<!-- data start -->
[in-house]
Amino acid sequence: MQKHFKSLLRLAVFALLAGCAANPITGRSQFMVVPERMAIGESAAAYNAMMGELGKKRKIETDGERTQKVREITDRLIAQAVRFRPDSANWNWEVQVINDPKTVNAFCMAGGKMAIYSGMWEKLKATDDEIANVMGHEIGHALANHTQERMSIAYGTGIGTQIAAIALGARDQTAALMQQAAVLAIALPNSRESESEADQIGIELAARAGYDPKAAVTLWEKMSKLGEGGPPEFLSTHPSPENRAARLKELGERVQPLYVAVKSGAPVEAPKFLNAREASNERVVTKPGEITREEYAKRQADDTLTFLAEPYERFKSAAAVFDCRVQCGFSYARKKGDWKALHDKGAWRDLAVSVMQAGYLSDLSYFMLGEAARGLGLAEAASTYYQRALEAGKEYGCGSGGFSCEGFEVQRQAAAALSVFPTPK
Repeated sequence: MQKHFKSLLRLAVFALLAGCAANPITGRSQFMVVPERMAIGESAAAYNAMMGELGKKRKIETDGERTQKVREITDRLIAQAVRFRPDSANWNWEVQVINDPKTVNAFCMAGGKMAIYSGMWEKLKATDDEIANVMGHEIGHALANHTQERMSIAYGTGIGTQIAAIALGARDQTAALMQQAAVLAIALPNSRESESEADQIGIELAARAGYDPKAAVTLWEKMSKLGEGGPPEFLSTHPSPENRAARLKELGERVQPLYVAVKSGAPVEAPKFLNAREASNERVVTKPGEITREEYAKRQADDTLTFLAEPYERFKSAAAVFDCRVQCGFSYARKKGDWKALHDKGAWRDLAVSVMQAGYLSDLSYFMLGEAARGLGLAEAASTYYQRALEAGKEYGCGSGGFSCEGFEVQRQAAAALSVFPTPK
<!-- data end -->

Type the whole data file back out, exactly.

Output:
[in-house]
Amino acid sequence: MQKHFKSLLRLAVFALLAGCAANPITGRSQFMVVPERMAIGESAAAYNAMMGELGKKRKIETDGERTQKVREITDRLIAQAVRFRPDSANWNWEVQVINDPKTVNAFCMAGGKMAIYSGMWEKLKATDDEIANVMGHEIGHALANHTQERMSIAYGTGIGTQIAAIALGARDQTAALMQQAAVLAIALPNSRESESEADQIGIELAARAGYDPKAAVTLWEKMSKLGEGGPPEFLSTHPSPENRAARLKELGERVQPLYVAVKSGAPVEAPKFLNAREASNERVVTKPGEITREEYAKRQADDTLTFLAEPYERFKSAAAVFDCRVQCGFSYARKKGDWKALHDKGAWRDLAVSVMQAGYLSDLSYFMLGEAARGLGLAEAASTYYQRALEAGKEYGCGSGGFSCEGFEVQRQAAAALSVFPTPK
Repeated sequence: MQKHFKSLLRLAVFALLAGCAANPITGRSQFMVVPERMAIGESAAAYNAMMGELGKKRKIETDGERTQKVREITDRLIAQAVRFRPDSANWNWEVQVINDPKTVNAFCMAGGKMAIYSGMWEKLKATDDEIANVMGHEIGHALANHTQERMSIAYGTGIGTQIAAIALGARDQTAALMQQAAVLAIALPNSRESESEADQIGIELAARAGYDPKAAVTLWEKMSKLGEGGPPEFLSTHPSPENRAARLKELGERVQPLYVAVKSGAPVEAPKFLNAREASNERVVTKPGEITREEYAKRQADDTLTFLAEPYERFKSAAAVFDCRVQCGFSYARKKGDWKALHDKGAWRDLAVSVMQAGYLSDLSYFMLGEAARGLGLAEAASTYYQRALEAGKEYGCGSGGFSCEGFEVQRQAAAALSVFPTPK